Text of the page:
Who discovered the medicinal uses of plants


The history of herbal medicine is as old as mankind itself. The ancient knowledge of the healing power of herbs was written down by scholars from ancient Egypt and Greece and further developed in the monasteries of Europe. Katharina Truninger

People have probably always used the healing power of plants. Even the Neanderthals must have known the positive effects of medicinal herbs: They gave their dead mugwort and other medicinal herbs that are still used today to the grave, and it is assumed today that they have already used these herbs medicinally. The knowledge of the medicinal properties of medicinal plants has evolved over millennia through trial and error and was passed on orally over generations - until the emergence of writing. The traditional transmission of knowledge about medicinal plants played a major role in folk medicine until modern times: many old herbal recipes and home remedies were passed on from generation to generation. Even today, when discovering new, important active plant ingredients, one is still dependent on traditional medicine from non-European cultures and peoples, such as the Indians.

Four humors

Herbal medicine and medicine in Europe go back to the Greek doctor Hippocrates, who lived in the 5th century BC and who in turn was trained by scholars from ancient Egypt and India. Hippocrates and his students assumed that four fluids flowed in the body: blood, mucus, black and yellow bile. An illness was a sign that the four humors were out of whack and heated, cooled, dried out, or moistened each other. The medicinal plants were classified accordingly: It was important whether they had a warming, cooling, contracting, drying or moisturizing effect on the body.
During this time, the first herbal books of antiquity were written, all of which were committed to the theory of juices: The writings of Theophrast von Eresos (372-287 BC), Aristotle's most important student, are famous. In his "Historia naturalis"; Theophrastus not only listed the healing effects of all the plants used at the time, but also arranged them according to botanical criteria. The writings of the Greek doctor Galenus of Pergamon (129 to approx. 200 AD), who recorded important information on the manufacture of medicines, were also important. It is not without reason that the manufacture of herbal medicines is still called "galenics" today; called.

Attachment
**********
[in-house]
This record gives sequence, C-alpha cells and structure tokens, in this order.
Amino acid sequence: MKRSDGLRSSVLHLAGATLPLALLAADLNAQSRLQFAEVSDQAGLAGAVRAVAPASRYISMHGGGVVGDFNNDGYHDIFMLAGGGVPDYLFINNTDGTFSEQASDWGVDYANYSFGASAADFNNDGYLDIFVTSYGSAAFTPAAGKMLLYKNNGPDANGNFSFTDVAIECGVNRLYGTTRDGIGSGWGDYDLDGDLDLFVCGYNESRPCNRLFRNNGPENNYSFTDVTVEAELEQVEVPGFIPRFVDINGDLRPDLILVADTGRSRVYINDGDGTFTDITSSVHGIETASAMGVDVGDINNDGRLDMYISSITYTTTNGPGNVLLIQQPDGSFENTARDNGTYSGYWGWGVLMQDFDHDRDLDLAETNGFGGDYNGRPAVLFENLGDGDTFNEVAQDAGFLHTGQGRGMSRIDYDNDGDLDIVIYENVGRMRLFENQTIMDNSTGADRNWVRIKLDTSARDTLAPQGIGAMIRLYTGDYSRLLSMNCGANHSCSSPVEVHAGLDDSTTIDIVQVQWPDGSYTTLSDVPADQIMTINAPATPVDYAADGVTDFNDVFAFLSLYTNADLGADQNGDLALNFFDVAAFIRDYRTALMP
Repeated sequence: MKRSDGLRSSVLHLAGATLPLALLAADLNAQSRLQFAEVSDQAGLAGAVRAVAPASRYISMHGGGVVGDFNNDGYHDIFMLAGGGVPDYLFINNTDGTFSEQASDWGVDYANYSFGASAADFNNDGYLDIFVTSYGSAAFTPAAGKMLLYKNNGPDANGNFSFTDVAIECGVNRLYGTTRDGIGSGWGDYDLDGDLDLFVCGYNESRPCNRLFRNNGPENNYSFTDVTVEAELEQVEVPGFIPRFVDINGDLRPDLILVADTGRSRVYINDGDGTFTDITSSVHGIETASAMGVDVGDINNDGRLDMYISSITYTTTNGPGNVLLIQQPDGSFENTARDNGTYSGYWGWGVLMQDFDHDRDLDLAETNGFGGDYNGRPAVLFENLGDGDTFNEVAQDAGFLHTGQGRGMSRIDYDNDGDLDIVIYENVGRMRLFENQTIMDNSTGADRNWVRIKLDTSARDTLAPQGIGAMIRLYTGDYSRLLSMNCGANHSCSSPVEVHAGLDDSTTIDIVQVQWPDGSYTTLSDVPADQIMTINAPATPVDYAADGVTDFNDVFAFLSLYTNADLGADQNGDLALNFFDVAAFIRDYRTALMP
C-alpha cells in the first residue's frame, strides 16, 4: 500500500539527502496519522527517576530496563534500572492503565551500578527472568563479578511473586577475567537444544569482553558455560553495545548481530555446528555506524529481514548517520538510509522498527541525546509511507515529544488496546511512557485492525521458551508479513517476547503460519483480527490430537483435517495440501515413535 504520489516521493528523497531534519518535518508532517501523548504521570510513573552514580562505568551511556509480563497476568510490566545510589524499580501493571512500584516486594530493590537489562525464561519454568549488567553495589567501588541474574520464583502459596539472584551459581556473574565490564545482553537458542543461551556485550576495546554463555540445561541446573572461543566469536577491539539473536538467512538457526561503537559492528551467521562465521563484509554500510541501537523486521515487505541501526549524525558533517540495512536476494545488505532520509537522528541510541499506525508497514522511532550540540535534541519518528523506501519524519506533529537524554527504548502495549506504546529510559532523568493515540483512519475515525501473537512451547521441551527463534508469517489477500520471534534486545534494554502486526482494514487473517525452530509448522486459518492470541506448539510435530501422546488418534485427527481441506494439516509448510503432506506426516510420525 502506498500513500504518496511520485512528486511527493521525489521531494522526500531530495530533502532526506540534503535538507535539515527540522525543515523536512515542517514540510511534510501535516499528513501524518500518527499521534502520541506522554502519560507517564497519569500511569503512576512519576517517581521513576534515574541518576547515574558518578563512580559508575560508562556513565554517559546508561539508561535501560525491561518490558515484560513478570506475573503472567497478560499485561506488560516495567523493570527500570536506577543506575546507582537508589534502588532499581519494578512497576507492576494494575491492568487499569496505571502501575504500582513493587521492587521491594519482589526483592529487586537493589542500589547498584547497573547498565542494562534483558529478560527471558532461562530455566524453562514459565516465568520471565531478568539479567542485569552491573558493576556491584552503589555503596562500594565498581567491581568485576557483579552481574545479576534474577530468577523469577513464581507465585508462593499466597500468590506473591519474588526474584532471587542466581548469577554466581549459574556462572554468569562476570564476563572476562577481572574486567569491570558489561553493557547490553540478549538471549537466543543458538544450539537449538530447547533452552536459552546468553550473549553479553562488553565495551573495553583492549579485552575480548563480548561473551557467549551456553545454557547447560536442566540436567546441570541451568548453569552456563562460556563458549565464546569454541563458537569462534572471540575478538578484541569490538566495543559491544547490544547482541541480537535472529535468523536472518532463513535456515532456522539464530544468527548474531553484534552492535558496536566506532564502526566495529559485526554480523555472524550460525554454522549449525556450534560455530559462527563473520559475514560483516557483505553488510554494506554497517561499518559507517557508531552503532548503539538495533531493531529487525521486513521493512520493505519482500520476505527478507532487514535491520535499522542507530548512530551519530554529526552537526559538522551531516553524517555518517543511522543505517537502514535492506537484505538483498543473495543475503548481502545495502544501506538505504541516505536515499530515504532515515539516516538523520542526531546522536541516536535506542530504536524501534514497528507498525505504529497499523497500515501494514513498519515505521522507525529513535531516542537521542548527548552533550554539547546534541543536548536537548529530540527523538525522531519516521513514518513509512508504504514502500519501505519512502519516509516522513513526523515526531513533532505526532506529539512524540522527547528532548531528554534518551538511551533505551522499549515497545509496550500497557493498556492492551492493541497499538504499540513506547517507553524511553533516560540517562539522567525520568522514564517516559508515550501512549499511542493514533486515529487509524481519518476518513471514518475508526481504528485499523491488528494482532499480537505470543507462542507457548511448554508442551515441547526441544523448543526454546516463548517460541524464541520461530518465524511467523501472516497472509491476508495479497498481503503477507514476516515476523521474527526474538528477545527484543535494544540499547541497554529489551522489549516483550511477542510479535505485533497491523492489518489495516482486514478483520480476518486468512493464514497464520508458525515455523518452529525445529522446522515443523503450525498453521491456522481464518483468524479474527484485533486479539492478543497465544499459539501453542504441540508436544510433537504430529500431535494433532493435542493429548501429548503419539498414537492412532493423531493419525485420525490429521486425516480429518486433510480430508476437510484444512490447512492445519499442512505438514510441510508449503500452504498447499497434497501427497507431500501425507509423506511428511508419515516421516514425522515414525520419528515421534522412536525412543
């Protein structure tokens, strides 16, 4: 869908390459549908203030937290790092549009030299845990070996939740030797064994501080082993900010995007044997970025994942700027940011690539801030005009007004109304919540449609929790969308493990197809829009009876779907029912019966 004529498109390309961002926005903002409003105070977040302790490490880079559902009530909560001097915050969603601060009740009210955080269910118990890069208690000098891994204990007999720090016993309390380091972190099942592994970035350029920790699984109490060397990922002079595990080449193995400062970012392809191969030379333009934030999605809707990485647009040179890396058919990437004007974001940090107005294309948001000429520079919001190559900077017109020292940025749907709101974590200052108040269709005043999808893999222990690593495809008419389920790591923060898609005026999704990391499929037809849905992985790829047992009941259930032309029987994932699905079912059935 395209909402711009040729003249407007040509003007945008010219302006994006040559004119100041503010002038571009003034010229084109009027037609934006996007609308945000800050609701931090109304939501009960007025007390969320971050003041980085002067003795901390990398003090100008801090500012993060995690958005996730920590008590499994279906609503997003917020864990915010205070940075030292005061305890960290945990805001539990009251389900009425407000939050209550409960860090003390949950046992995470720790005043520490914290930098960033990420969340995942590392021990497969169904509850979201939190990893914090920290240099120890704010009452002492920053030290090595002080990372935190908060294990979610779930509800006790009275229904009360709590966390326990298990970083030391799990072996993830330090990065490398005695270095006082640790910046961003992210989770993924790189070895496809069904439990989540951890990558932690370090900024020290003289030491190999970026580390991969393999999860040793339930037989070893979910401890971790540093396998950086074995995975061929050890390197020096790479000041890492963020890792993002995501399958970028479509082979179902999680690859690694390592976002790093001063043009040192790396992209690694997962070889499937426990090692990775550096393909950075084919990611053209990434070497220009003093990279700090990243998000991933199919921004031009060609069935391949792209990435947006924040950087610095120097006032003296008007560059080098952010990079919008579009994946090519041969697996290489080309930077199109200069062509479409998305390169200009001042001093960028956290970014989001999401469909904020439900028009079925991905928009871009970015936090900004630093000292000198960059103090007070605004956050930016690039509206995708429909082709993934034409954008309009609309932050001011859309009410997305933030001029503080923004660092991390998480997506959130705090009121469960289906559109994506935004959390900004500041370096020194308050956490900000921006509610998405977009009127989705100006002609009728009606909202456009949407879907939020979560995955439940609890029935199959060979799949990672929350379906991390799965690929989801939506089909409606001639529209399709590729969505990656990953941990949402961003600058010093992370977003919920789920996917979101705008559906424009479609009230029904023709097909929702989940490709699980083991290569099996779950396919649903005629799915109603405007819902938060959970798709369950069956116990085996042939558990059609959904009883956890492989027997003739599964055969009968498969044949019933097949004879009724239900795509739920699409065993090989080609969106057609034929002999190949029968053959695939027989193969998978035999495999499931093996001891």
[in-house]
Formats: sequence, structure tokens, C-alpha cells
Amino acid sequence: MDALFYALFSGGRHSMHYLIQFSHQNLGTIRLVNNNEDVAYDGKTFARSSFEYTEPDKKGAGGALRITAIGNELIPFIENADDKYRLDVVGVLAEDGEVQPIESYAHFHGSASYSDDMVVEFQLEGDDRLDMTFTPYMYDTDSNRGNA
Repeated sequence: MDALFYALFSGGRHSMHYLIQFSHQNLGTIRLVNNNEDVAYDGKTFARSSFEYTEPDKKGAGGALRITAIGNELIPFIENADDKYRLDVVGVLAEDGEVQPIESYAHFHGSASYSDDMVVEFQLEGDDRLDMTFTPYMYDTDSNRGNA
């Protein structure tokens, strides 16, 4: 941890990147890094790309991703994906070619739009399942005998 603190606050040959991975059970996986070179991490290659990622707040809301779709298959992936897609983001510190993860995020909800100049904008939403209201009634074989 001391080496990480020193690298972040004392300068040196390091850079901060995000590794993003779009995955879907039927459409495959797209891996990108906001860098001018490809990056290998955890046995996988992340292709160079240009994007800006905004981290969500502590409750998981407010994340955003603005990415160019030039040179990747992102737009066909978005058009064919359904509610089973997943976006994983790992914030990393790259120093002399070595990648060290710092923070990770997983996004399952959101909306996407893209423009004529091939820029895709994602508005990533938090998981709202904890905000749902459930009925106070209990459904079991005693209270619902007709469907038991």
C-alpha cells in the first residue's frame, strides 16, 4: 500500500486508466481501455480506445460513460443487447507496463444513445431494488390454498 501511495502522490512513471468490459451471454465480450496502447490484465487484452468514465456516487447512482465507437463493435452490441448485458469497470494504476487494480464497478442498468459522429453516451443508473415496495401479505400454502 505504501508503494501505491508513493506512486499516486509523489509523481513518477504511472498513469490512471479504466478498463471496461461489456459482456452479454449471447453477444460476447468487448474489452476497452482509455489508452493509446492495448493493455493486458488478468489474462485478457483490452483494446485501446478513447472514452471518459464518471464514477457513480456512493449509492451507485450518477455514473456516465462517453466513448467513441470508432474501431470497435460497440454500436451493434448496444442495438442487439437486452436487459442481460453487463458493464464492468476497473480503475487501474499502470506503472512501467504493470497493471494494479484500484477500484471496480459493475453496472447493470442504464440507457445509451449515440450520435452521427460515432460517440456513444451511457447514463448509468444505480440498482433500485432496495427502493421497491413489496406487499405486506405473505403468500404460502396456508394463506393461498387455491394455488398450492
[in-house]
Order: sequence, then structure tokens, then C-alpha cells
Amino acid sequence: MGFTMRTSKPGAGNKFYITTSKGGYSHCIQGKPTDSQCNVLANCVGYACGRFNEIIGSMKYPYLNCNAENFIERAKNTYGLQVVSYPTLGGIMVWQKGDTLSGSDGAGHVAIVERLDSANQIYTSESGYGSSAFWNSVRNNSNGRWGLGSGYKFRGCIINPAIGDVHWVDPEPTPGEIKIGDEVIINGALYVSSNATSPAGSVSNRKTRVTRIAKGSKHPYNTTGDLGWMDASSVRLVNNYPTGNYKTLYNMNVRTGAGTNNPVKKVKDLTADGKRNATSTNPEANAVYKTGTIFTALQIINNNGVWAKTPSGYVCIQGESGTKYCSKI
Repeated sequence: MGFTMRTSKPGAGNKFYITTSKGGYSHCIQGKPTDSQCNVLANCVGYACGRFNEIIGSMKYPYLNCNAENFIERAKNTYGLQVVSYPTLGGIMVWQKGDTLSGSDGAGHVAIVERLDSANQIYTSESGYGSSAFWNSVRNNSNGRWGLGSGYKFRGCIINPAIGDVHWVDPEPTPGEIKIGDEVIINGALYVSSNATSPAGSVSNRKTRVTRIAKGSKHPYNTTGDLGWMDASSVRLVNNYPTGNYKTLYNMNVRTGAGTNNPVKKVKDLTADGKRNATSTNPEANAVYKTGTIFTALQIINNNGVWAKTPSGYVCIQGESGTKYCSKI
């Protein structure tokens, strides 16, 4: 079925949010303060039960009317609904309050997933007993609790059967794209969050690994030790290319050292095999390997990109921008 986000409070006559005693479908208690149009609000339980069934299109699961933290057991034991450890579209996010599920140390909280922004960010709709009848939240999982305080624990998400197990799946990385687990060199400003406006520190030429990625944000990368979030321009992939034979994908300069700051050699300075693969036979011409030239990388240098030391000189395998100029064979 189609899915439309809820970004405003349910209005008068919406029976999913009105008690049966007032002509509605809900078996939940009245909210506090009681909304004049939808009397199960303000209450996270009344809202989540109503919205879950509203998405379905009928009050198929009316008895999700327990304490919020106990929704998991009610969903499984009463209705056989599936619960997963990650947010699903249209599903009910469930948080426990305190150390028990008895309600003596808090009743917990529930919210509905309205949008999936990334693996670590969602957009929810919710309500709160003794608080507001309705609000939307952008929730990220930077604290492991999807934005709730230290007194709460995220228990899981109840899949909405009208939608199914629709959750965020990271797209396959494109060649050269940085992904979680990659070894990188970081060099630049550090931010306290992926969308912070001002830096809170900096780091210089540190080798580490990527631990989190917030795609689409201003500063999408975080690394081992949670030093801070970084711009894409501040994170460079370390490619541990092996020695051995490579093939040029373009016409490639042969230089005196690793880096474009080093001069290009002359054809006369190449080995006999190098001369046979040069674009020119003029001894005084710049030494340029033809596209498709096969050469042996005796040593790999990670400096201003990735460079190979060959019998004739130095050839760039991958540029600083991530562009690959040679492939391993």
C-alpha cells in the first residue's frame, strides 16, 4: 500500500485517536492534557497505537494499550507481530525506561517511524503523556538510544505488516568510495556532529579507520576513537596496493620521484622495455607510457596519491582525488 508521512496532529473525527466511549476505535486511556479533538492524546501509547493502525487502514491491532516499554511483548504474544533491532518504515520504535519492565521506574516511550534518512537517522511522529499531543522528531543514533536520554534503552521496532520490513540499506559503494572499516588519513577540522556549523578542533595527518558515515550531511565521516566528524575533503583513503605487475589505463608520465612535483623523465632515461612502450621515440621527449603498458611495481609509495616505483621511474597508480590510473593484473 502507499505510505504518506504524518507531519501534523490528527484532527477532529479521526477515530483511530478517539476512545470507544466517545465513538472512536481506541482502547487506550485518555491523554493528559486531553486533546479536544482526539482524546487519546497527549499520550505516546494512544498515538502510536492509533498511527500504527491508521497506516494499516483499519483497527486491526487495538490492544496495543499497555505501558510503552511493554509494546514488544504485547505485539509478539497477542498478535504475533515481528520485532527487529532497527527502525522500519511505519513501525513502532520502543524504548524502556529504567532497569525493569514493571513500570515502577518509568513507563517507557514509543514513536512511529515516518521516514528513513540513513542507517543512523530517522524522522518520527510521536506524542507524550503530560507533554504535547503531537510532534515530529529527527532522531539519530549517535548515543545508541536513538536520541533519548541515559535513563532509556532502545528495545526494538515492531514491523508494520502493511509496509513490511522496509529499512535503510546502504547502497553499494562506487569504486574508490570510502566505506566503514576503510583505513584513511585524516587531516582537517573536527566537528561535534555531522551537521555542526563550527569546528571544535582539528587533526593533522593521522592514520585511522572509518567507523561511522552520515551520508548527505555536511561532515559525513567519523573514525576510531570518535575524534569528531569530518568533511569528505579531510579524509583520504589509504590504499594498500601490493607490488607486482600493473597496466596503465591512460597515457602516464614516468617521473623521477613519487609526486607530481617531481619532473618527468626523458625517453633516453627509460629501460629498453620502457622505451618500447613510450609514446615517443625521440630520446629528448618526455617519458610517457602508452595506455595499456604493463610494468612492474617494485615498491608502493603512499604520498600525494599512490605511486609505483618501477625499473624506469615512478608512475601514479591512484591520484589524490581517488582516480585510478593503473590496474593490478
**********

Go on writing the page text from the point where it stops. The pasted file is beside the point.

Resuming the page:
The most important herbal book of antiquity comes from the Greek doctor and botanist Dioscurides. In his pharmacology from the first century AD, around 600 plants and their therapeutic use are described. It is considered the standard work of herbal medicine and a model for all herbal books up to the Renaissance.

Monastery medicine

After the fall of the Roman Empire, Europe fell into a period of standstill and war for almost a thousand years. It is not for nothing that this time is also called the Dark Ages. Scholars were persecuted and had to flee to the Arab world. There doctors and pharmacists had immense knowledge and a rich assortment of medicines that were far superior to that of medieval Europe. Only in the monasteries could medical knowledge and herbal medicine be sustained and developed. Until the first hospitals were established at the beginning of the 14th century, the monasteries were the only places where sick people were cared for; and behind the monastery walls a medicine could develop that is known today as monastery or monk medicine. As early as 800 AD, medicinal plants were grown in the monastic herb gardens according to a standard plan. One of the most famous healers of the time was Hildegard von Bingen (1098-1179), whose works are still in the tradition of the ancient theory of the juices.
It was not until the Renaissance that a new epoch of the view of nature began: The doctor Paracelsus (1493-1541), for example, recognized the importance of the correct dosage of a drug for its therapeutic effectiveness. In the course of the natural research and scientific approach that was now beginning, famous herbal books were created, which were often magnificently illustrated. Examples are the "New Kreuterbuch"; from 1543 of the Thybingen doctor Leonhart Fuchs or the "Complete Herba!"; from 1649 by the English pharmacist Nicholas Culpeper. The printing of books made herbalism accessible to a wide audience.
In addition to these official sources, the herbal and medicinal knowledge was always in the hands of women and men who knew herbal and who passed on their knowledge to a select group of students or their descendants. Up until modern times they were not infrequently referred to as "herb witches"; and magicians were denounced, persecuted and even burned during the Inquisition.

New active plant ingredients

The age of science began with the Enlightenment in the 18th century. It was possible to detect and isolate active plant substances. One of the first was the morphine from the opium poppy.
Whereas in the past one relied on observation, trial and error in herbalism, modern analysis devices are available in today's research and development of herbal medicines. New active ingredients from all parts of the world are expanding the European range, others are being rediscovered and reassessed in part due to new research. Today, when selecting medicinal plants, the focus is primarily on rational criteria: the effectiveness and safety of a herbal medicinal product must be proven in clinical studies, for example.